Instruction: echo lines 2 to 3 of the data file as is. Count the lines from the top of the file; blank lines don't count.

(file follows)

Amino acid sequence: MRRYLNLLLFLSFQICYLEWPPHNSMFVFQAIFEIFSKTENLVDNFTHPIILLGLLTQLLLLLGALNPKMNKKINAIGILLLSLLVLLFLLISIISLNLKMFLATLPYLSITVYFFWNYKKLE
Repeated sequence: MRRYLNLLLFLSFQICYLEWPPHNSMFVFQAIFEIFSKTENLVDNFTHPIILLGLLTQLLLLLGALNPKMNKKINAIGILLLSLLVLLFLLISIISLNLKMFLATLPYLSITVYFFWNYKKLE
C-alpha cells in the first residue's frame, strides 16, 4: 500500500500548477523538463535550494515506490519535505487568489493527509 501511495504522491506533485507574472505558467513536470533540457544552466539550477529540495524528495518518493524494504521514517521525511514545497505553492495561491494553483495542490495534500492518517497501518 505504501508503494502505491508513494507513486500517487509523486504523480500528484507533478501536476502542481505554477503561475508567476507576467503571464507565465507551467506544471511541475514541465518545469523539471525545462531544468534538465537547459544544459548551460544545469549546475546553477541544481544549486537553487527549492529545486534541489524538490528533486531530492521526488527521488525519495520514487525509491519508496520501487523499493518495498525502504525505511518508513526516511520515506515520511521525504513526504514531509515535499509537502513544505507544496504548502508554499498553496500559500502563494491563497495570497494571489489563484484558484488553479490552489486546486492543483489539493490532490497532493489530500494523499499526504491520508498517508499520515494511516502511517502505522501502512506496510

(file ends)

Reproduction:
Repeated sequence: MRRYLNLLLFLSFQICYLEWPPHNSMFVFQAIFEIFSKTENLVDNFTHPIILLGLLTQLLLLLGALNPKMNKKINAIGILLLSLLVLLFLLISIISLNLKMFLATLPYLSITVYFFWNYKKLE
C-alpha cells in the first residue's frame, strides 16, 4: 500500500500548477523538463535550494515506490519535505487568489493527509 501511495504522491506533485507574472505558467513536470533540457544552466539550477529540495524528495518518493524494504521514517521525511514545497505553492495561491494553483495542490495534500492518517497501518 505504501508503494502505491508513494507513486500517487509523486504523480500528484507533478501536476502542481505554477503561475508567476507576467503571464507565465507551467506544471511541475514541465518545469523539471525545462531544468534538465537547459544544459548551460544545469549546475546553477541544481544549486537553487527549492529545486534541489524538490528533486531530492521526488527521488525519495520514487525509491519508496520501487523499493518495498525502504525505511518508513526516511520515506515520511521525504513526504514531509515535499509537502513544505507544496504548502508554499498553496500559500502563494491563497495570497494571489489563484484558484488553479490552489486546486492543483489539493490532490497532493489530500494523499499526504491520508498517508499520515494511516502511517502505522501502512506496510